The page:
Igor Efimov, PhD, at the School of Engineering & Applied Science at Washington University in St. Louis and an international team of biomedical engineers and materials scientists have created a 3-D elastic membrane made of a soft, flexible, silicon material that is precisely shaped to match the heart's epicardium, or the outer layer of the wall of the heart.
Current technology is two-dimensional and cannot cover the full surface of the epicardium or maintain reliable contact for continual use without sutures or adhesives.
When it comes to medical device innovation, 2014 started out with a bang—or more precisely with the thump of a beating heart.
University of Illinois-Champaign researchers announced they have created a super-thin silicone-encased, bendable energy harvester that can be affixed to a beating heart. Meanwhile, Google said that it is engaged in medtech innovation as it develops a glucose-reading contact lens.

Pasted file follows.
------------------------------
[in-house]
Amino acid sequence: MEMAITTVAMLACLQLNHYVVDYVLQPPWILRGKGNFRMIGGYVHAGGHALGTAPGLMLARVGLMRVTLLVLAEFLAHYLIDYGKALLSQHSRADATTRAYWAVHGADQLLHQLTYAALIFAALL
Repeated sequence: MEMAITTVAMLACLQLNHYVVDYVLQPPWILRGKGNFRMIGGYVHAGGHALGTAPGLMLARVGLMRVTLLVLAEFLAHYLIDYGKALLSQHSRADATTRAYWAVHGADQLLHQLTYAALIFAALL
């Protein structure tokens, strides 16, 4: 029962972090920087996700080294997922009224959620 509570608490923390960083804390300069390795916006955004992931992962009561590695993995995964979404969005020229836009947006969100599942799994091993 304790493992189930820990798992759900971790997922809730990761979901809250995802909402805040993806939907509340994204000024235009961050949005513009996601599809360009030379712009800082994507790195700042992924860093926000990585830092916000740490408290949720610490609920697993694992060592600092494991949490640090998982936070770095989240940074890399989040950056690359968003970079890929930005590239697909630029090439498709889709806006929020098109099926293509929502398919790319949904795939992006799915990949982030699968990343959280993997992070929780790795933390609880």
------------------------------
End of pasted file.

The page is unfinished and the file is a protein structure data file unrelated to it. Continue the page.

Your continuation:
If the rest of the year is like January and February, 2014 could be a memorable year indeed for medical device innovation. Read on to find out about five medtech breakthroughs that have already made news this year.
Without a doubt patient engagement is one of the more important trends in healthcare and health IT right now. Over the past few years the tools that look to enable patient engagement between providers and patients have changed markedly. It is important to note, however, that the tools themselves are just a small part of the story — they can go a long way toward improving patient engagement, though. The drivers of the patient engagement buzz are varied, but one big one is the federal government’s Office of the National Coordinator’s (ONC) Meaningful Use (MU) program, which is beginning to include requirements for very basic patient engagement services.